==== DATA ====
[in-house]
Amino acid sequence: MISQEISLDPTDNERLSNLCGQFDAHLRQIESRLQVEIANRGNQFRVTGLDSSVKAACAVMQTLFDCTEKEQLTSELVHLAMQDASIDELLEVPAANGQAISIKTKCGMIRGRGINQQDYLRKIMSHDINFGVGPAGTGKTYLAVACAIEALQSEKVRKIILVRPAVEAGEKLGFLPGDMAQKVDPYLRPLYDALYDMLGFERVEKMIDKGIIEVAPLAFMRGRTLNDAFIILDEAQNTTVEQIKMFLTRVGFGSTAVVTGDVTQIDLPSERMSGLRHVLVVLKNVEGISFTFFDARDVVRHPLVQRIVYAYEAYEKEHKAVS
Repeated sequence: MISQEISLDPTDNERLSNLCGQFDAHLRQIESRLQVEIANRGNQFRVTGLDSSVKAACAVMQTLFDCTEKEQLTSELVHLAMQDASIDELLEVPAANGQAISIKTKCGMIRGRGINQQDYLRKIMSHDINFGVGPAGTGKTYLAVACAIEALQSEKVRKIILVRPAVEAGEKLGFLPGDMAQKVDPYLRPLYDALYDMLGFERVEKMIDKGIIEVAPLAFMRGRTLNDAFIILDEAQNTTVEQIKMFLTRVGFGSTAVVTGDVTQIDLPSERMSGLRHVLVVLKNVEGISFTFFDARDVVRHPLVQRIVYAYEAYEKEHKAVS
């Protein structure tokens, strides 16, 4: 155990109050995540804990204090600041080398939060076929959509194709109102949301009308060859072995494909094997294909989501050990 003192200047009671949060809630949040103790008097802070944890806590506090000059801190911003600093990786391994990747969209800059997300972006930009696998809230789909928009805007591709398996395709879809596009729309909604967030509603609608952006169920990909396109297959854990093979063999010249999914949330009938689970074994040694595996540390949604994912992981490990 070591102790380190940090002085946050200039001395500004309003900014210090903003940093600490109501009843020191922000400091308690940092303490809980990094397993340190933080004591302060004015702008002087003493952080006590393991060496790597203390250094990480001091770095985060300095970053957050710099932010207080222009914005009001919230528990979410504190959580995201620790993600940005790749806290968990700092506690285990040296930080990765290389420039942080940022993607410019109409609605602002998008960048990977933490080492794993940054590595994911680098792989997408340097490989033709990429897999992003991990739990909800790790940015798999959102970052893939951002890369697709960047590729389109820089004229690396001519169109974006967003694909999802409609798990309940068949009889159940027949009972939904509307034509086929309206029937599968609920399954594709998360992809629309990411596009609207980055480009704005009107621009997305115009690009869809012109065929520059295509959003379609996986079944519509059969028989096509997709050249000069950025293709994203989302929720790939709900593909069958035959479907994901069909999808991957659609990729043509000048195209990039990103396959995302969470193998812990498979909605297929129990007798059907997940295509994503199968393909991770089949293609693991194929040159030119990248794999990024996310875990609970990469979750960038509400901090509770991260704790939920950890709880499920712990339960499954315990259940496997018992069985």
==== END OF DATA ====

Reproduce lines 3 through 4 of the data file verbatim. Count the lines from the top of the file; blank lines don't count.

Repeated sequence: MISQEISLDPTDNERLSNLCGQFDAHLRQIESRLQVEIANRGNQFRVTGLDSSVKAACAVMQTLFDCTEKEQLTSELVHLAMQDASIDELLEVPAANGQAISIKTKCGMIRGRGINQQDYLRKIMSHDINFGVGPAGTGKTYLAVACAIEALQSEKVRKIILVRPAVEAGEKLGFLPGDMAQKVDPYLRPLYDALYDMLGFERVEKMIDKGIIEVAPLAFMRGRTLNDAFIILDEAQNTTVEQIKMFLTRVGFGSTAVVTGDVTQIDLPSERMSGLRHVLVVLKNVEGISFTFFDARDVVRHPLVQRIVYAYEAYEKEHKAVS
């Protein structure tokens, strides 16, 4: 155990109050995540804990204090600041080398939060076929959509194709109102949301009308060859072995494909094997294909989501050990 003192200047009671949060809630949040103790008097802070944890806590506090000059801190911003600093990786391994990747969209800059997300972006930009696998809230789909928009805007591709398996395709879809596009729309909604967030509603609608952006169920990909396109297959854990093979063999010249999914949330009938689970074994040694595996540390949604994912992981490990 070591102790380190940090002085946050200039001395500004309003900014210090903003940093600490109501009843020191922000400091308690940092303490809980990094397993340190933080004591302060004015702008002087003493952080006590393991060496790597203390250094990480001091770095985060300095970053957050710099932010207080222009914005009001919230528990979410504190959580995201620790993600940005790749806290968990700092506690285990040296930080990765290389420039942080940022993607410019109409609605602002998008960048990977933490080492794993940054590595994911680098792989997408340097490989033709990429897999992003991990739990909800790790940015798999959102970052893939951002890369697709960047590729389109820089004229690396001519169109974006967003694909999802409609798990309940068949009889159940027949009972939904509307034509086929309206029937599968609920399954594709998360992809629309990411596009609207980055480009704005009107621009997305115009690009869809012109065929520059295509959003379609996986079944519509059969028989096509997709050249000069950025293709994203989302929720790939709900593909069958035959479907994901069909999808991957659609990729043509000048195209990039990103396959995302969470193998812990498979909605297929129990007798059907997940295509994503199968393909991770089949293609693991194929040159030119990248794999990024996310875990609970990469979750960038509400901090509770991260704790939920950890709880499920712990339960499954315990259940496997018992069985």